T Nation

Is PR Stalling Normal?


#1

New to the forum here with a question about 531. I’m a 40 year old novice who’s been lifting about 6 months. I’m in the 2nd week of the 4th 531 cycle. Up until now I’d been setting PRs weekly on the AMRAP set, however this week it just stopped. My estimated 1 rep max on squats is down 50 pounds from the 3rd week of last cycle and my bench is down 20. I’m still meeting the required minimum number of reps.

Is this kind of performance normal? Should I be alarmed at the sudden change? Do I keep following the program as is or change the 1rm?


#2

It sure can be. Progress isn’t usually linear. I would reset your TMs to what they were 2-3 cycles ago when you were hitting PRs. Follow the 5 forward 3 back methodology.

Which protocol are you following?


#3

I’m following the standard 3x5, 3x3, 5/3/1, deload followed by boring but big 5x10 @50% of the same exercise.


#4

How much are you eating?

I’ve stalled on 5/3/1 by being a dum dumb and not eating enough.


#5

If you’ve been doing BBB for 4 months, it’s most likely time to change the assistance work. You usually see 6 weeks as the blocks to run assistance templates before moving on to something else. You need to keep assessing and addressing weaknesses.


#6

My diet has been embarrassing. Just eating a lot with no direction


#7

I was planning on trying the bbb for 24 months


#9

Any particular reason?


#10

I would highly recommend making sure you are conscious of your diet and doing the program as written. BBB for 24 months is not the program.


#11

My neighbor is a successful strength coach and he suggested it. I assume to establish muscle memory and strengthen the entire body before attempting more concentrated movements.


#12

I mean, if you are following his advice on training, why not get his opinion on this subject and run with it?

In general, mixing and matching sources just leads to disaster.


#13

I don’t think Jim recommends BBB for beginners.


#14

Good point. I was curious to hear other takes on it.


#15

You probably overestimated your 1RM from the start. If you had an actual tested 1RM you’d probably be more accurate. Heavy lifting is as much physical as it is neurological (CNS). As you get closer to a 1RM your ability to hit multiple reps declines simply because you’re not used to it. I wouldn’t worry so much about your calculated 1RM. Just keep lifting until you can’t hit the required reps, decrease your training max by 10-20 pounds and start over. Of course, if your diet sucks, so will your progress.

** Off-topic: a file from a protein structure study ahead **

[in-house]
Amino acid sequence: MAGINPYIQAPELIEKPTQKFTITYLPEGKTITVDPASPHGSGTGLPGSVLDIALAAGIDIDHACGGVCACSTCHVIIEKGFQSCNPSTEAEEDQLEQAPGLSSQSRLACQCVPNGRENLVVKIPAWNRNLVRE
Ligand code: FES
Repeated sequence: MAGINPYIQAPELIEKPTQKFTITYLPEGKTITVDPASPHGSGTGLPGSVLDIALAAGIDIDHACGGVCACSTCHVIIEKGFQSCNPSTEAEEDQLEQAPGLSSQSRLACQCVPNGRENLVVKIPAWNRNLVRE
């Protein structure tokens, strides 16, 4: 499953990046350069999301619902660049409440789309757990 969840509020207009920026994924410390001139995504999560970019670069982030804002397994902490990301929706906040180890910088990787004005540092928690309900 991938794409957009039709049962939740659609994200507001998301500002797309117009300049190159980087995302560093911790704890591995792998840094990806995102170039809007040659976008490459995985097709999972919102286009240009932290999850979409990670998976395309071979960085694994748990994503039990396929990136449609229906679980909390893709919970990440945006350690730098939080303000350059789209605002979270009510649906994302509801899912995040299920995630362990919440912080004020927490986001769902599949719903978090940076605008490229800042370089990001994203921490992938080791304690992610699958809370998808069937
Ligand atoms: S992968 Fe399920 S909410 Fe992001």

You also should be prepared to have bad days. Just because you hit a certain number of reps with a certain weight one week, but on a subsequent week you’re struggling to hit the required reps does not indicate a lack of progress.

Using myself as an example, yesterday on 5/3/1 Squat day (week 6 of a cycle), I hit 395x4 on my 1+ set. That puts my calculated 1RM at 447.6 (445); however, I know my actual 1RM is 475, or even more. In fact, I’m certain I can hit 475 on any “squat” day.

I guess my point is, don’t get all jacked up about the numbers. Just keep at it. And since you’re a novice, keep it simple - think 5/3/1 and the triumvirate, or bodyweight accessories for a while until you start to get the hang of it, and by the hang of it, I mean after a year+ of training. I think BBB for you at this stage is a bit much. You’ll get a lot of progress out of keeping things simple - and your joints will thank you.


#16

Good advice. Maybe I’ll start the triumvirate next cycle. I got the impression from the book that the assistance program shouldn’t matter, guess I was wrong.


#17

it’s the volume that you’re body isn’t used to recovering from. If you don’t recover from your last squat or bench session, you’re going to have a bad session. Best to start with the basic program and go until you stall, then start adding in assistance and accessories to compliment your program, as necessary, to address weaknesses and strengthen strengths. For now, stick with a few pulls for balance - like dumbbell rows to balance bench press, and chin ups to balance over head pressing; leg raises to balance deadlifts, and leg curls to balance squats. Basic, simple and effective. Beginners progress much faster than intermediates or advanced lifters - take advantage of this opportunity to really dial in on technique, and worry less about how much weight is on the bar than learning how to lift in the first place.


#18

Thanks for the advice. When you say to follow program as written, do you mean 531 pros fsl with 2 main lifts per day + assistance? Also, do you have a tracking software you recommend? I’m using big lifts 2


#19

pad + pen = log book that’s all you need


#20

Yea I guess it’s more reliable.